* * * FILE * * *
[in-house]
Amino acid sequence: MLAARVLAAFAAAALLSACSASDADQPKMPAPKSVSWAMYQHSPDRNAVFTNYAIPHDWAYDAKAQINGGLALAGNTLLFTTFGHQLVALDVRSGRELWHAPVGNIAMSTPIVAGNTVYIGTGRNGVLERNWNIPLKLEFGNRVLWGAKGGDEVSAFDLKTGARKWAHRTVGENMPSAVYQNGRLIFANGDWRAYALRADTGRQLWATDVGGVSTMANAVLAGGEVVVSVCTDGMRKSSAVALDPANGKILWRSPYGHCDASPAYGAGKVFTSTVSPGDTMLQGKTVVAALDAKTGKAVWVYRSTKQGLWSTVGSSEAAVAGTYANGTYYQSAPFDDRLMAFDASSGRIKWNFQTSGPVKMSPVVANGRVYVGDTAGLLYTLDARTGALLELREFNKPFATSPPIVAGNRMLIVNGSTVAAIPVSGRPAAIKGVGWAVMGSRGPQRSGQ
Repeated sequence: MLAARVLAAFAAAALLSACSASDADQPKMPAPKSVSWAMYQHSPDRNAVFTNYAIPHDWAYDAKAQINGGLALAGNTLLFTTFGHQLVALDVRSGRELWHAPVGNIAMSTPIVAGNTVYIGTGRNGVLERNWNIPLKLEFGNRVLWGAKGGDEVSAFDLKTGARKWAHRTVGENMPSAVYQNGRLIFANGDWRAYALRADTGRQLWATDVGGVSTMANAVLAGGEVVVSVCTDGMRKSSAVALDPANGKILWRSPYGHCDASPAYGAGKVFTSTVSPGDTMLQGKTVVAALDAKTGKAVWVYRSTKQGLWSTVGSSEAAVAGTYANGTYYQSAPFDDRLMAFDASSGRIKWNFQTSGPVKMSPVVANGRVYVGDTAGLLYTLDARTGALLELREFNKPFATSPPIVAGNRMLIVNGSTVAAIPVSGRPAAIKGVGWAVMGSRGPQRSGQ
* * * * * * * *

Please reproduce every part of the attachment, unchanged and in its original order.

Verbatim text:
[in-house]
Amino acid sequence: MLAARVLAAFAAAALLSACSASDADQPKMPAPKSVSWAMYQHSPDRNAVFTNYAIPHDWAYDAKAQINGGLALAGNTLLFTTFGHQLVALDVRSGRELWHAPVGNIAMSTPIVAGNTVYIGTGRNGVLERNWNIPLKLEFGNRVLWGAKGGDEVSAFDLKTGARKWAHRTVGENMPSAVYQNGRLIFANGDWRAYALRADTGRQLWATDVGGVSTMANAVLAGGEVVVSVCTDGMRKSSAVALDPANGKILWRSPYGHCDASPAYGAGKVFTSTVSPGDTMLQGKTVVAALDAKTGKAVWVYRSTKQGLWSTVGSSEAAVAGTYANGTYYQSAPFDDRLMAFDASSGRIKWNFQTSGPVKMSPVVANGRVYVGDTAGLLYTLDARTGALLELREFNKPFATSPPIVAGNRMLIVNGSTVAAIPVSGRPAAIKGVGWAVMGSRGPQRSGQ
Repeated sequence: MLAARVLAAFAAAALLSACSASDADQPKMPAPKSVSWAMYQHSPDRNAVFTNYAIPHDWAYDAKAQINGGLALAGNTLLFTTFGHQLVALDVRSGRELWHAPVGNIAMSTPIVAGNTVYIGTGRNGVLERNWNIPLKLEFGNRVLWGAKGGDEVSAFDLKTGARKWAHRTVGENMPSAVYQNGRLIFANGDWRAYALRADTGRQLWATDVGGVSTMANAVLAGGEVVVSVCTDGMRKSSAVALDPANGKILWRSPYGHCDASPAYGAGKVFTSTVSPGDTMLQGKTVVAALDAKTGKAVWVYRSTKQGLWSTVGSSEAAVAGTYANGTYYQSAPFDDRLMAFDASSGRIKWNFQTSGPVKMSPVVANGRVYVGDTAGLLYTLDARTGALLELREFNKPFATSPPIVAGNRMLIVNGSTVAAIPVSGRPAAIKGVGWAVMGSRGPQRSGQ